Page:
One-stop border posts key to efficient transport

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One-stop border posts key to efficient transport

By Quinton de Villiers

The ability to move goods effectively is at the heart of Africa’s growth and international competitiveness in a global economy.

This important mandate continues to receive due priority with many initiatives being spearheaded at the highest levels to help ease the movement of goods on the continent.

The conversation has matured from mere regional integration to one that focuses on a connected continent.

As a leading transport and logistics specialist, Bridgewater Logistics keeps a close watch on all developments that have a direct bearing on African transport and logistics.

The more recent MoveAfrica initiative is certainly one that has caught our attention, as it promises to add momentum to those other high-level projects that are geared at helping us meet our mandate as professional logisticians.

Launched in May 2016 by the New Partnership for Africa’s Development (NEPAD) Agency, one of the highlights of the programme is its focus on one-stop border posts, or OSBPs.

While developing infrastructure is essential, Bridgewater Logistics believes that any measures geared at de-congesting border crossings is one of the quickest interventions that will lead to marked increases in efficiency for African businesses.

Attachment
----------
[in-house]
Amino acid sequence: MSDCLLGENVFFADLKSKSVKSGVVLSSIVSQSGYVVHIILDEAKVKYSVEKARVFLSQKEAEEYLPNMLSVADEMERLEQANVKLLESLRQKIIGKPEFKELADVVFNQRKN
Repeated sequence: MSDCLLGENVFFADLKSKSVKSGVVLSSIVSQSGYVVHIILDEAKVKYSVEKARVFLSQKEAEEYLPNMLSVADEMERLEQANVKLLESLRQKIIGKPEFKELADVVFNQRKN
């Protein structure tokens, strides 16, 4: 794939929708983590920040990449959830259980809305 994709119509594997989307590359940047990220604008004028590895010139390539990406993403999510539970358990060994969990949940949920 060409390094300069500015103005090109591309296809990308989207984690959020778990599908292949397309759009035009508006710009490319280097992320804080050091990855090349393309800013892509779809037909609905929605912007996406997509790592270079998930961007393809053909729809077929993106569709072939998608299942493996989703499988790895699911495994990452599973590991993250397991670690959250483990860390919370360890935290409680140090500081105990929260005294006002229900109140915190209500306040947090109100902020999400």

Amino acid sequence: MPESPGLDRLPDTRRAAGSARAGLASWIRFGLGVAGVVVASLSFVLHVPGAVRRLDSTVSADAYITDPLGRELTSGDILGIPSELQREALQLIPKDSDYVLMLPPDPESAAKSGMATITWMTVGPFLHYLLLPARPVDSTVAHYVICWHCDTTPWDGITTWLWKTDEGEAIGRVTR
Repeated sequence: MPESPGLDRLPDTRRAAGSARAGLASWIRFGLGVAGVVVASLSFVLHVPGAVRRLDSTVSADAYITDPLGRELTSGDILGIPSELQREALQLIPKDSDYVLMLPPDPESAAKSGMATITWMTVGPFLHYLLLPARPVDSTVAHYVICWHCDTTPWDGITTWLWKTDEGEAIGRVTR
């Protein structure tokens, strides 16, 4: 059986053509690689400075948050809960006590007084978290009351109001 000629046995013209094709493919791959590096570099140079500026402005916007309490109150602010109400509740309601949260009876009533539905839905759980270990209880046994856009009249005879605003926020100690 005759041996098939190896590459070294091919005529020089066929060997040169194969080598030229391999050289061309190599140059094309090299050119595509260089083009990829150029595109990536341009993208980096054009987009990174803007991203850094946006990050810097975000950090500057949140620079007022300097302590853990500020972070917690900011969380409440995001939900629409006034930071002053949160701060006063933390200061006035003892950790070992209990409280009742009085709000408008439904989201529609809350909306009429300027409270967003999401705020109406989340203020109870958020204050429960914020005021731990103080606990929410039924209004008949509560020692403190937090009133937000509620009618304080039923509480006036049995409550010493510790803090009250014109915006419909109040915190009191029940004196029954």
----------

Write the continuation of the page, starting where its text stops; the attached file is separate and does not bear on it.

It is one of the “lowest-hanging fruits” available to initiate meaningful change for transporters and their customers, while wrestling with the far more complex task of developing adequate transport infrastructure on the continent.

The precursor to this initiative, which was launched at a summit in Nairobi, Kenya, is a “traffic light” system that assesses the performance of cross-border logistics at these facilities.

Experts are assessing logistics, traffic flow and volumes on key corridors; as well as policies and regulations that have a direct impact on OSBPs.

They are also studying existing procedures and operational flows at OSBPs to help guide the way forward.

Just as importantly, the “traffic light” system will lead to greater synergies between private-sector partners, the NEPAD Agency and its development partners, which have all prioritised the need to ensure better linkages between countries in Africa.

Bridgewater Logistics agrees that the private sector is instrumental to the success of all of these projects, and should, therefore, also help influence them as early as possible, preferably in their conceptualisation phases.

This is considering that we are at the “coalface” of African transport and logistics with first-hand knowledge of the many obstacles in the way of efficient movement of product to where it is needed.

I am looking forward to watching developments around MoveAfrica unfold, and my team is sure that this project will help specialists, such as Bridgewater Logistics, keep Africa moving!

Quinton de Villiers is the founder and managing director of Bridgewater Logistics with a long and impressive track-record in African logistics and security. Follow Quinton at #InTheFastLane for more insights and expert commentary on African transport and logistics.

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